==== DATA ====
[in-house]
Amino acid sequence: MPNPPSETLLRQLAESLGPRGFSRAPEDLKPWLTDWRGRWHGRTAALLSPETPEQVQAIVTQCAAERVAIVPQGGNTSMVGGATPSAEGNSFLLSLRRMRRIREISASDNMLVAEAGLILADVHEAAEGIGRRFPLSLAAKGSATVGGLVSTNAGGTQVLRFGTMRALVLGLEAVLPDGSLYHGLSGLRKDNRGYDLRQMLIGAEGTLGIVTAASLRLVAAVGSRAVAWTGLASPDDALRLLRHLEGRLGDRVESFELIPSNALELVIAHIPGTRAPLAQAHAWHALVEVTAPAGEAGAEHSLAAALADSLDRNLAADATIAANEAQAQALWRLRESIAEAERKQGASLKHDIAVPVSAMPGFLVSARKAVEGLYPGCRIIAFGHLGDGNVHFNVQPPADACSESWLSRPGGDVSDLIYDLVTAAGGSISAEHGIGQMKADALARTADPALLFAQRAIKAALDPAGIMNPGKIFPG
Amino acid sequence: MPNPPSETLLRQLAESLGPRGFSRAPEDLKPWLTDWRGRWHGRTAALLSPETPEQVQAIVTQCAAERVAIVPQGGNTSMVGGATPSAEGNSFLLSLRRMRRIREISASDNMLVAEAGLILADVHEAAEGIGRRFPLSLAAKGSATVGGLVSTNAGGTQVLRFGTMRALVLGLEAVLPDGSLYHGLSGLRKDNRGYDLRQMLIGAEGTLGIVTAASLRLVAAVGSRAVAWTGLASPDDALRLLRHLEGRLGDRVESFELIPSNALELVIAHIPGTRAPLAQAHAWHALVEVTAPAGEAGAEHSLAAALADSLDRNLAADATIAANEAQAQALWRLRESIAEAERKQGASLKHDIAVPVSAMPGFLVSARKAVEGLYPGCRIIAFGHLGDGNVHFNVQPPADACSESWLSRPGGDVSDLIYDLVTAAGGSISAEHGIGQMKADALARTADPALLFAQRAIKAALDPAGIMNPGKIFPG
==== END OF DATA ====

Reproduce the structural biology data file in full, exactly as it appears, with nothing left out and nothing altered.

[in-house]
Amino acid sequence: MPNPPSETLLRQLAESLGPRGFSRAPEDLKPWLTDWRGRWHGRTAALLSPETPEQVQAIVTQCAAERVAIVPQGGNTSMVGGATPSAEGNSFLLSLRRMRRIREISASDNMLVAEAGLILADVHEAAEGIGRRFPLSLAAKGSATVGGLVSTNAGGTQVLRFGTMRALVLGLEAVLPDGSLYHGLSGLRKDNRGYDLRQMLIGAEGTLGIVTAASLRLVAAVGSRAVAWTGLASPDDALRLLRHLEGRLGDRVESFELIPSNALELVIAHIPGTRAPLAQAHAWHALVEVTAPAGEAGAEHSLAAALADSLDRNLAADATIAANEAQAQALWRLRESIAEAERKQGASLKHDIAVPVSAMPGFLVSARKAVEGLYPGCRIIAFGHLGDGNVHFNVQPPADACSESWLSRPGGDVSDLIYDLVTAAGGSISAEHGIGQMKADALARTADPALLFAQRAIKAALDPAGIMNPGKIFPG
Amino acid sequence: MPNPPSETLLRQLAESLGPRGFSRAPEDLKPWLTDWRGRWHGRTAALLSPETPEQVQAIVTQCAAERVAIVPQGGNTSMVGGATPSAEGNSFLLSLRRMRRIREISASDNMLVAEAGLILADVHEAAEGIGRRFPLSLAAKGSATVGGLVSTNAGGTQVLRFGTMRALVLGLEAVLPDGSLYHGLSGLRKDNRGYDLRQMLIGAEGTLGIVTAASLRLVAAVGSRAVAWTGLASPDDALRLLRHLEGRLGDRVESFELIPSNALELVIAHIPGTRAPLAQAHAWHALVEVTAPAGEAGAEHSLAAALADSLDRNLAADATIAANEAQAQALWRLRESIAEAERKQGASLKHDIAVPVSAMPGFLVSARKAVEGLYPGCRIIAFGHLGDGNVHFNVQPPADACSESWLSRPGGDVSDLIYDLVTAAGGSISAEHGIGQMKADALARTADPALLFAQRAIKAALDPAGIMNPGKIFPG